A mother’s touch . . .This is one of all time highest hits on my blog. With 3.14 today, I thought I would re-posted it with some updates.
This has been a favorite posting – according to the number of views it has received.
(Out of the vault) – On March 14, I was able to spend a day that was almost heaven. Or at least what I hope heaven is like. I was within arms distance of both my mother and my daughter. When you live on different continents, this is special. This means we were able to hug each other if we wanted to hug each other. We were able to look into each other’s eyes, and we could see each other’s smiles. I am sad that this is no longer possible.
With all the news and concerns about the sandwich generation, sometimes we forget we are fortunate to be able to share the aging of a parent with our children, their grandchildren. As my daughter, Jackie says, “This is what old age should look like and I hope I get to share it with you.”
March 14th is Albert Einstein’s birthday, but that was not unique enough! For many people 3.14 might not be that much of a “special day” but for us… it is Pi day. Most people I know are content to celebrate the world’s most famous mathematical constant to its second decimal place, but for some, it can be way more fun. I love the people who get carried away with this stuff and celebrate 3/14 by staying up to 1:59 in the morning and then waiting until 26 seconds past the minute to take this first bite of Pi Pie.
Do you celebrate Pi Day?
We are not that silly besides those of you who know me when was the last time I was up at 1:59 AM in the morning eating pie. Okay, some of you do know me and have photos of when this has happened.
Celebrate Pi Day! Pi is the ratio of the circumference of a circle to its diameter. Math enthusiasts around the world celebrate Pi day on March 14th. William Jones first used the symbol for pi in 1706.
Pi = 3.1415926535
Jackie, my daughter, told me if she is lucky she will get to have all of her electives at Colorado School of Mines University to be math classes her senior year! Therefore, making a math connection is perfect for our family ritual. Now she has completed her Masters in Applied Mathematics and is working on her MBA; it is even more exciting for me!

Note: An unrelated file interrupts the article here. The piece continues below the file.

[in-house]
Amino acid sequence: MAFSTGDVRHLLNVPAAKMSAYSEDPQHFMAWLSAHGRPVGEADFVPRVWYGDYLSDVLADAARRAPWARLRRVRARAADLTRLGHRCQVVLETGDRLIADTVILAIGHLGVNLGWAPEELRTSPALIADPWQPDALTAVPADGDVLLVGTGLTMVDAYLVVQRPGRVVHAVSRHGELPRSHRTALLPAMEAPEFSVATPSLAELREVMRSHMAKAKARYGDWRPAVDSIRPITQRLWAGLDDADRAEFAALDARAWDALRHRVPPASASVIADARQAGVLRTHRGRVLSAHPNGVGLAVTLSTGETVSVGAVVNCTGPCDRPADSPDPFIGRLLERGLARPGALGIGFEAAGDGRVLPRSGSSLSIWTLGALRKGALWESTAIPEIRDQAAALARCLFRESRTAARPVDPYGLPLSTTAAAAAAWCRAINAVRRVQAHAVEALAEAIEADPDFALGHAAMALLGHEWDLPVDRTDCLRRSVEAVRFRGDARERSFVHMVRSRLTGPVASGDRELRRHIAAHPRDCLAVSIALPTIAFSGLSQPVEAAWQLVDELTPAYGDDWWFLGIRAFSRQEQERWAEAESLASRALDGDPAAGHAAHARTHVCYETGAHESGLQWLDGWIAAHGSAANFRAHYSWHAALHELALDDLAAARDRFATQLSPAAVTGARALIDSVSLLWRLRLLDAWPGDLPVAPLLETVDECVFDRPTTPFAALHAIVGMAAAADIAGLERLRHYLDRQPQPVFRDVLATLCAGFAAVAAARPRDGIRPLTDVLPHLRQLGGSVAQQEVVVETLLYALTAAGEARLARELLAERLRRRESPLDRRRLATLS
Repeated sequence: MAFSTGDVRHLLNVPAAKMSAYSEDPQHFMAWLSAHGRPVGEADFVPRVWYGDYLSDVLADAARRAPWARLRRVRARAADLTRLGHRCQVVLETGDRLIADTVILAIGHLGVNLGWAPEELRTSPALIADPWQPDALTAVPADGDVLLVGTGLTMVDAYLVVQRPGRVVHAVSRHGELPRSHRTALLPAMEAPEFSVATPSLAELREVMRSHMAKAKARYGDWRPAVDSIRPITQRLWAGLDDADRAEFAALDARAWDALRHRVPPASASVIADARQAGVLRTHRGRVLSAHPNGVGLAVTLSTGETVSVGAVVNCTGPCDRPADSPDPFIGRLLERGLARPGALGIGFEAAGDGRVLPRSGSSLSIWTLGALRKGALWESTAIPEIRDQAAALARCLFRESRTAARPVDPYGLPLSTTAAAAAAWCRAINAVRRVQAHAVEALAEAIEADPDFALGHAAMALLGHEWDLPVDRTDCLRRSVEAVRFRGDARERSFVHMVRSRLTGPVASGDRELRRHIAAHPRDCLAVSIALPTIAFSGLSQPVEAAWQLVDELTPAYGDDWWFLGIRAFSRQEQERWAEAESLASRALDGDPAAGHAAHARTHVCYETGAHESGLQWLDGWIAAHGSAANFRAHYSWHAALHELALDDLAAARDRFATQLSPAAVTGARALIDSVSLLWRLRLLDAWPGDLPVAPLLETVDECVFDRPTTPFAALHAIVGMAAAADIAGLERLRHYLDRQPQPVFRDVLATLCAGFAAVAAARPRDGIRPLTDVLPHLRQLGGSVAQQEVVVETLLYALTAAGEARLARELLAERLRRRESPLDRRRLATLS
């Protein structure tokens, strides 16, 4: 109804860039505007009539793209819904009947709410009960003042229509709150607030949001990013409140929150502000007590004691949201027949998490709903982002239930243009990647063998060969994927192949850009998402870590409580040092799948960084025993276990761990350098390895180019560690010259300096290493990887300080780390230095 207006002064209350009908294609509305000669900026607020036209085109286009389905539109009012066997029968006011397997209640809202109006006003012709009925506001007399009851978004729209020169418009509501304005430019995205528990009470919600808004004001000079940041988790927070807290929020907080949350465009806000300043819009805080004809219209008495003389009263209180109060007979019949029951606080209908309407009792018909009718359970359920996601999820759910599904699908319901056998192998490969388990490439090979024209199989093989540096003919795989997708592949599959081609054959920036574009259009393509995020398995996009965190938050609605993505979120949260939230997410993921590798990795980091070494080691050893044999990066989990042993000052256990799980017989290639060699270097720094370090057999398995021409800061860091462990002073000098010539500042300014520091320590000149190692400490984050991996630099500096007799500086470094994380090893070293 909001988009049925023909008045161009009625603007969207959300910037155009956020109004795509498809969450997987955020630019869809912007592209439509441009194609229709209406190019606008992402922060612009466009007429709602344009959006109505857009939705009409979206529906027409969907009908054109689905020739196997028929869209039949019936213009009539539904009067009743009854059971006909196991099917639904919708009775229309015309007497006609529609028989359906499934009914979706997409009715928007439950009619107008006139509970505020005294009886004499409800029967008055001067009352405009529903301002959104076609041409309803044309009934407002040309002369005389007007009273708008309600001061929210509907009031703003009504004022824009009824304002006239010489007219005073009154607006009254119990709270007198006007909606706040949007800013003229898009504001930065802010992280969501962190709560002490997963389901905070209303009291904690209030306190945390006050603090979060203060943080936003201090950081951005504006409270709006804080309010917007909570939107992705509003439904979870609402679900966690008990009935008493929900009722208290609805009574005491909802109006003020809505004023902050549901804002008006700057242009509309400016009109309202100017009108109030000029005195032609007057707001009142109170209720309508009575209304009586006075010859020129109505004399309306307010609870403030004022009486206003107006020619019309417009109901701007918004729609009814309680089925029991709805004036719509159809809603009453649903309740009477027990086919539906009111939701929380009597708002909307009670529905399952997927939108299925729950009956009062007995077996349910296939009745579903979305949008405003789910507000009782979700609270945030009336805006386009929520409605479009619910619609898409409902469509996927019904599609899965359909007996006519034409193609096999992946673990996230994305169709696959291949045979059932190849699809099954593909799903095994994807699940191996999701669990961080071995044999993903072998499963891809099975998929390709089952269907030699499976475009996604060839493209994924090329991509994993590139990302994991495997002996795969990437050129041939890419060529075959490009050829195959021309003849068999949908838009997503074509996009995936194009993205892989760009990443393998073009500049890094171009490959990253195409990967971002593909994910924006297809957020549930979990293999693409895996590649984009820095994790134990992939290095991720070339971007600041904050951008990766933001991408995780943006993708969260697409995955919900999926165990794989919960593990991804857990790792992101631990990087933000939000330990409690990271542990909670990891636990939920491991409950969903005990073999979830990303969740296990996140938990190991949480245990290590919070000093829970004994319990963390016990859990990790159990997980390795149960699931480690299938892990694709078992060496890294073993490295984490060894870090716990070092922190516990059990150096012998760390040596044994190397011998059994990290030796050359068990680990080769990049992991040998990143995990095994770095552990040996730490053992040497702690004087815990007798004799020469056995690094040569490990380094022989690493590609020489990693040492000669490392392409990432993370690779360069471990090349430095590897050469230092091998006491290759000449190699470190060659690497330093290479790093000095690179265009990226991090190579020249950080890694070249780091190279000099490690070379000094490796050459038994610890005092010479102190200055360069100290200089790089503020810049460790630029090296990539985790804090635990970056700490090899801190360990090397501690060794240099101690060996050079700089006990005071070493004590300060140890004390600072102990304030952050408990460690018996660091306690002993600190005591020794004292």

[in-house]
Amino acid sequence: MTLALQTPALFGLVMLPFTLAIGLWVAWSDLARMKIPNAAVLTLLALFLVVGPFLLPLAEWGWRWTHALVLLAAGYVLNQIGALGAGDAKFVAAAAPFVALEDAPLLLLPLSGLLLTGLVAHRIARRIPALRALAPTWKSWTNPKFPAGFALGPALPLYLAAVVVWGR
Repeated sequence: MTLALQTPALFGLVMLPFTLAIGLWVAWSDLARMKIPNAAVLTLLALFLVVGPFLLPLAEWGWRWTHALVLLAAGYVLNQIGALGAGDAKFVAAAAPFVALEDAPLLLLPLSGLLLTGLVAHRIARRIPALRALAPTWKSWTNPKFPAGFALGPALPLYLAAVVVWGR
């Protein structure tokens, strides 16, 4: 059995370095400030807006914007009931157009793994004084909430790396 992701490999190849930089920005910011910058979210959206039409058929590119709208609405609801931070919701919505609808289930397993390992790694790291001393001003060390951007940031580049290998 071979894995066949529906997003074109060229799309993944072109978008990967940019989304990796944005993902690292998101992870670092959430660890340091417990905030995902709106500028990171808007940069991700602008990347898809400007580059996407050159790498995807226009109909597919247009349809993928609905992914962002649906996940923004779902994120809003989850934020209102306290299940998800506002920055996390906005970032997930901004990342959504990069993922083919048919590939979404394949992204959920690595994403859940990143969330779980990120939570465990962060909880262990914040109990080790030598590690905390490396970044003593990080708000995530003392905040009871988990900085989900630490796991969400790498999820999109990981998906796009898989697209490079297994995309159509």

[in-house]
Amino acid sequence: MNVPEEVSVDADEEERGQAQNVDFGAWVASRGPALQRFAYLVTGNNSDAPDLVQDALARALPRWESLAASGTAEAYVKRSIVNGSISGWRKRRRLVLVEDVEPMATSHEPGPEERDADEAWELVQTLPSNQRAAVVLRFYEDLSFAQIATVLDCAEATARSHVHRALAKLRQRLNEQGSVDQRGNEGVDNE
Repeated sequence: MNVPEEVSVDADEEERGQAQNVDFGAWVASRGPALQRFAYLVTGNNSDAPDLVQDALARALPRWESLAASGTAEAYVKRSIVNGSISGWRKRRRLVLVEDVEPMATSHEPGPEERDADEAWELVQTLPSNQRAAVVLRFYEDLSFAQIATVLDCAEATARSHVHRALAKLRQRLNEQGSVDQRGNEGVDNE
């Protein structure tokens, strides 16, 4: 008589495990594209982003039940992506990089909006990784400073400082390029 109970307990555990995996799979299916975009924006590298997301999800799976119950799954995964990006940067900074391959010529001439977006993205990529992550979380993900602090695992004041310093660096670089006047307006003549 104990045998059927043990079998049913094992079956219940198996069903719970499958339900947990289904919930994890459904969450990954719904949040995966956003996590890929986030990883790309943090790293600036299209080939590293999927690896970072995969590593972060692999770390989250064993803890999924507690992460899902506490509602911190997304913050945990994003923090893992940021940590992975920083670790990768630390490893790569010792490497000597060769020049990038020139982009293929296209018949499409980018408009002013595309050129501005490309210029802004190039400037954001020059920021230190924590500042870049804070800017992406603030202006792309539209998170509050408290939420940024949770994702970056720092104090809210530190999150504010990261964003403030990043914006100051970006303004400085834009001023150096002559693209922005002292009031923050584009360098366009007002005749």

These rituals are vital for all families but essential for global nomads.
Historically, we had always loved my Grandma Wright’s pies. To combine both, math and pie, seemed appropriate to spread some love. Family rituals are to make connections and show love. I grew up enjoying pies from both sides of my family – that happened in Kansas. My Grandma Wright always made pies for our Sunday family lunches. My mom often made six pies at a time, so we’d have dessert for a few days.
The first Pi Day was in 1989 and created by Larry Shaw. He worked in the San Francisco Exploratorium as a physicist and had coworkers march around a circular space and then let them eat pie. They still celebrate Pi day at the Exploratorium. Musician Michael Blake performed a one-man symphonic ode to pi by assigning notes and chords to each digit and then playing it to 31 decimal places on ten different instruments. The result is a catchy yet haunting tune that is bound to top the pi charts.
With the use of computers, Pi has been calculated to over 1 trillion digits past the decimal. Pi is an irrational and transcendental number meaning it will continue infinitely without repeating.
As I try to blog with some pattern or continued theme, I hope to continue this blog without repeating myself or thoughts. (oops just repeated a blog- but only because it has over 6,356 hits- and that is a lot of hits on my blog site)
I am still debating if I should be irrational or not?
It does seem rational, balanced, sane and healthy having both my child and my mother in the same room at the same time eating pie.
I am an expert at making pies, mostly because I made a ton of pies in 4-H when I was young. I am a firm believer in the mastery of something when you are young, and when you still think it is fun.
In 4-H, I did a lot of different activities. I raised sheep, JC and Casey were my pets until I sold them. This money went towards college, and I was only ten years old when I raised them and showed them at the fair. They ended up at the sale barn. I did public speaking. I did knitting (I still can’t cast off). I made clothes, I cooked more food than you can imagine, and I even made a leather wallet and cowboy belt. My woodworking was a disaster and I only finished one project and burnt several fingers.
Adults in the community spent time teaching us how to do things. We had pride in our finished products. We won ribbons, and if our project was good enough, we could take it to state and compete with lots of other children. My exposure to 4-H helped me get one of my scholarships to college.
I was the Betty Crocker award winner, meaning I had to take a written test about cooking and prove that I understood the concepts behind ‘cooking.’ When you are trying to put yourself through college, all scholarships are huge, and you are so appreciative to get them. I am glad I learned how to cook when I was young, I am delighted I was able to apply that knowledge in math, science, etc. other aspects of attending school.